Vajda, Vivi
    Swedish Museum of Natural History, Department of Paleobiology. Department of Geology, Lund University, Sweden.
    Gilabert, Vicente
    Departamento de Ciencias de la Tierra, and Instituto Universitario de Investigación en Ciencias Ambientales de Aragón, Universidad de Zaragoza, E-50009 Zaragoza, Spain.
    Bermúdez, Hermann D
    Grupo de Investigación Paleoexplorer, St. George, Vermont 05495, USA.
    Multi-proxy record of the Chicxulub impact at the Cretaceous-Paleogene boundary from Gorgonilla Island, Colombia2018In: Geology, ISSN 0091-7613, E-ISSN 1943-2682, Vol. 46, p. 547-550Article in journal (Refereed)
    Abstract [en]

    A 40 m stratigraphic section at Gorgonilla Island, Colombia, provides a unique deepmarine, low-latitude, Southern Hemisphere record of events related to the end-Cretaceous Chicxulub impact and the global Cretaceous/Paleogene boundary (KPB). The KPB is marked by a 20-mm-thick, densely packed spherule bed as defined by planktic foraminifera, in contrast to complex relationships found in high-energy, impact-proximal sites in the Gulf of Mexico and Caribbean basins. The absence of basal Danian foraminiferal Zone P0 may indicate a possible hiatus of <10 ka immediately above the spherule bed, but is most probably an artifact of deposition below the calcite compensation depth as suggested by the nearly complete absence of calcareous fossils for 20 m below the Zone Pα. A weighted mean 40Ar/39Ar age of 66.051 ± 0.031 Ma for 25 fresh glassy spherules unequivocally establishes both their derivation from Chicxulub, and the association between the impact and the KPB. The spherule bed, and Maastrichtian strata below it, display soft-sediment deformation features consistent with strong seismic motion, suggesting that seismic activity in the immediate aftermath of the Chicxulub impact continued for weeks. We discovered a fern-spike immediately above the spherule bed, representing the first record of this pioneer vegetation from the South American continent, and from a low-latitude (tropical) environment.

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  • 58.
    Rich, Tom
    et al.
    Museums Victoria, Melbourne, Victoria, Australia.
    Kaufman, J.
    Museums Victoria, Melbourne, Victoria, Australia.
    Vajda, Vivi
    Swedish Museum of Natural History, Department of Paleobiology.
    Shevchuk, Olena
    Swedish Museum of Natural History, Department of Paleobiology. Ukrainian Academy of Sciences; Stockholm University.
    Shepherd, L.
    Museums Victoria, Melbourne, Victoria, Australia.
    Kool, L.
    Museums Victoria, Melbourne, Victoria, Australia.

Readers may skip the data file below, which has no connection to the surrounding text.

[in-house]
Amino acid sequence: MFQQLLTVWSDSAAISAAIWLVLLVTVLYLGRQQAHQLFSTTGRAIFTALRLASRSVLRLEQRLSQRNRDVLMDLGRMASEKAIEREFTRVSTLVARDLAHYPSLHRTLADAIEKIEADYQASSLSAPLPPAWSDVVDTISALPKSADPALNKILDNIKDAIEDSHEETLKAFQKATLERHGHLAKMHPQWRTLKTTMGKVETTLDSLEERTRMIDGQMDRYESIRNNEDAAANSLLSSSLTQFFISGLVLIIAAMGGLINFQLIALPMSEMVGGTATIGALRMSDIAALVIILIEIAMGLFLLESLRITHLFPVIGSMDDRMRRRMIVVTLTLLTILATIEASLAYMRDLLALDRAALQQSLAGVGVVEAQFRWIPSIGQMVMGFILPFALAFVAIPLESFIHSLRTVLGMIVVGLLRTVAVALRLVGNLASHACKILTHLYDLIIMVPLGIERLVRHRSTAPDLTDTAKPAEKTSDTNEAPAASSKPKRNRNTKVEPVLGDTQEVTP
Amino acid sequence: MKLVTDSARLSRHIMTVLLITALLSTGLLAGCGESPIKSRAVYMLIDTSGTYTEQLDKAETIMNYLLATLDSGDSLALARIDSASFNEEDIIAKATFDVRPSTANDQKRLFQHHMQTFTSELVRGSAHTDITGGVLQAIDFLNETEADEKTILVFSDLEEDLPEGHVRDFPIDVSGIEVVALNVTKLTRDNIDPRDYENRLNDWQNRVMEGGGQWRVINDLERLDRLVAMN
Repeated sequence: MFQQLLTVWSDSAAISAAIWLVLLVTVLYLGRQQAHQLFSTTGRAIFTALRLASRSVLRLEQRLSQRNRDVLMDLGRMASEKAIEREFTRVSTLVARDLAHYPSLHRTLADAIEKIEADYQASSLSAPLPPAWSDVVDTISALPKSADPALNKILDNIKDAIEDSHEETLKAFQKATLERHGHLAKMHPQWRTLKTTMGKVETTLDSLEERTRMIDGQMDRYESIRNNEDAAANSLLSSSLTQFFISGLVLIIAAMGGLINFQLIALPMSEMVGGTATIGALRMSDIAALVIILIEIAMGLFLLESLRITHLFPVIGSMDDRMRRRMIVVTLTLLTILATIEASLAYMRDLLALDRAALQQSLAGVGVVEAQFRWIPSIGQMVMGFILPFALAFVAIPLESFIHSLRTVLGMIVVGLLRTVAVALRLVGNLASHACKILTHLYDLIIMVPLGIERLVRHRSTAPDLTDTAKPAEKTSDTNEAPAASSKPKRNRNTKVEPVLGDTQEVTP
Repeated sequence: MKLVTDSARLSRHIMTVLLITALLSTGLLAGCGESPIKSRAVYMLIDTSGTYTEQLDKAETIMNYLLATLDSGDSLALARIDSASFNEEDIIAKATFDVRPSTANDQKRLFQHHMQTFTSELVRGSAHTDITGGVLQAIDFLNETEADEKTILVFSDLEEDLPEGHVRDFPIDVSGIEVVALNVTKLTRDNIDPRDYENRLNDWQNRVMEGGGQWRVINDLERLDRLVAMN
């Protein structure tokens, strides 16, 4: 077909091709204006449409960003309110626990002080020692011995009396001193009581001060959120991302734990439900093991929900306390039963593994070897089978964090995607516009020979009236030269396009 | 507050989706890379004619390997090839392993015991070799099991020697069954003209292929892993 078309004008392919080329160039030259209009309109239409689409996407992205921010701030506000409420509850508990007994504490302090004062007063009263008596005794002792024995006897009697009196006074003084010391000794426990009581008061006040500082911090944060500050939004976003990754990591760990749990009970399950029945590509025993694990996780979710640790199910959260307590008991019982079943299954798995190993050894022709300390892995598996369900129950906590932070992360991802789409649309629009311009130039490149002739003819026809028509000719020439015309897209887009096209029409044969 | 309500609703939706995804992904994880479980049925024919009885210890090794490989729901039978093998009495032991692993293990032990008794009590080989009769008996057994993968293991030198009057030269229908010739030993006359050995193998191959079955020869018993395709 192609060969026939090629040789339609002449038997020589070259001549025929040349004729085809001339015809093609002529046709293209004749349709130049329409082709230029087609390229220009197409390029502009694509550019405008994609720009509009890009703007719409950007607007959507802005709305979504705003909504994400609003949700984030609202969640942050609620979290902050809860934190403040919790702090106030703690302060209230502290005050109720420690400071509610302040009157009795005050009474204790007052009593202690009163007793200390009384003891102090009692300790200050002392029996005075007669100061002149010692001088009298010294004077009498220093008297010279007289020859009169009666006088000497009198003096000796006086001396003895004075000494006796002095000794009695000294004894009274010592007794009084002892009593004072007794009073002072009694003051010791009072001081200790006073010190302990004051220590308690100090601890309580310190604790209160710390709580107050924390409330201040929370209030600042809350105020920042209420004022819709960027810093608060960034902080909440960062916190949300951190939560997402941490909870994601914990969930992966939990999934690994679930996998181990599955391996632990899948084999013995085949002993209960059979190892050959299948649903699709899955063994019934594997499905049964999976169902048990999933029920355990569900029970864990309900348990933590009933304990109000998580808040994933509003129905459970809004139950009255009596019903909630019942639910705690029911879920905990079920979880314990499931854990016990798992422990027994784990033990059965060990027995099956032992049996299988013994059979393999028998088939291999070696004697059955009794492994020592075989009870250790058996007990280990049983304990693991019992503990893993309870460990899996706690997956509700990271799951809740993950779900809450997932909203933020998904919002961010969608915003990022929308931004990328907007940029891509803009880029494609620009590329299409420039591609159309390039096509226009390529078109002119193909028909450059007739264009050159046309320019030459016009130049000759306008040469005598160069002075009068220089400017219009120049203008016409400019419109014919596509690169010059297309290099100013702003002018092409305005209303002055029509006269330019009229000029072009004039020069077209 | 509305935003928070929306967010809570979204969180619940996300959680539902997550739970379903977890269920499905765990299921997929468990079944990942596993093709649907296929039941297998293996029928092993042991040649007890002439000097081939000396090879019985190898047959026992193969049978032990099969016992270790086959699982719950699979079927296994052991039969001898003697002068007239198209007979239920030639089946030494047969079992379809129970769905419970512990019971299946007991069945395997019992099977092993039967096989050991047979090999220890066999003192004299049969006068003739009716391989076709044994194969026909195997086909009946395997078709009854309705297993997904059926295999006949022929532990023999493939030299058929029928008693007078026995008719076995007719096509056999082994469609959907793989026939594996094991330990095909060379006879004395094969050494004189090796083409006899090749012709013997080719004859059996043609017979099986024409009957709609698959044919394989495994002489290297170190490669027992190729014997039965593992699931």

Poropat, S.
    Curtin University.
    Duddy, I.
    Museums Victoria, Melbourne, Victoria, Australia.
    Vickers-Rich, P.
    Museums Victoria, Melbourne, Victoria, Australia.
    McLees, D.
    Museums Victoria, Melbourne, Victoria, Australia.
    The Koonwarra Fossil Fish Beds Konservat-Lagerstätte: an Update2023In: Program and Abstracts: 18th Conference on Australasian VertebrateEvolution, Palaeontology and Systematics, Melbourne: CAVEPS Melbourne 2023 Executive Committee , 2023, , p. 124p. 124-124Conference paper (Other academic)
    Abstract [en]

    The Koonwarra Fossil Fish Beds located in South Gippsland, Victoria, Australia is renowned for the quality and quantity of the Early Cretaceous fossil plants, arthropods and fish recovered from this ancient lake deposit.

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  • 59.
    Rubinstein, C V
    et al.
    Instituto Argentino de Nivología, Glaciología y Ciencias Ambientales, CCT CONICETa Mendoza, A. Ruiz Leal s/n, Parque General San Martín, M5502IRA Mendoza, Argentina.
    Vajda, Vivi
    Swedish Museum of Natural History, Department of Paleobiology.
    Middle–Late Ordovician organic-walled phytoplankton from Sweden: diversity and early radiation2023In: Estonian journal of earth sciences, ISSN 1736-4728, E-ISSN 1736-7557, Vol. 72, no 1, p. 158-158Article in journal (Other academic)
    Abstract [en]

    The Borenshult-1 core, drilled in the vicinity of Motala, east of Lake Vättern in south centralSweden, comprises a well-dated and nearly complete succession of marine marly carbonatesdeposited relatively close to land. The 34 core samples analyzed for palynology encompass theupper part of the Darriwilian (Furudal Limestone), the entire Sandbian (Dalby Limestone, theKinnekulle K-bentonite and the lower Skagen Limestone) and the lower part of the Katian (SkagenLimestone). The age of this interval is well-constrained to the late Darriwilian (Stage slice Dw3)–early Katian (Stage slice Ka1), based on conodonts and 206Pb/238U dating of volcanic ashdeposits.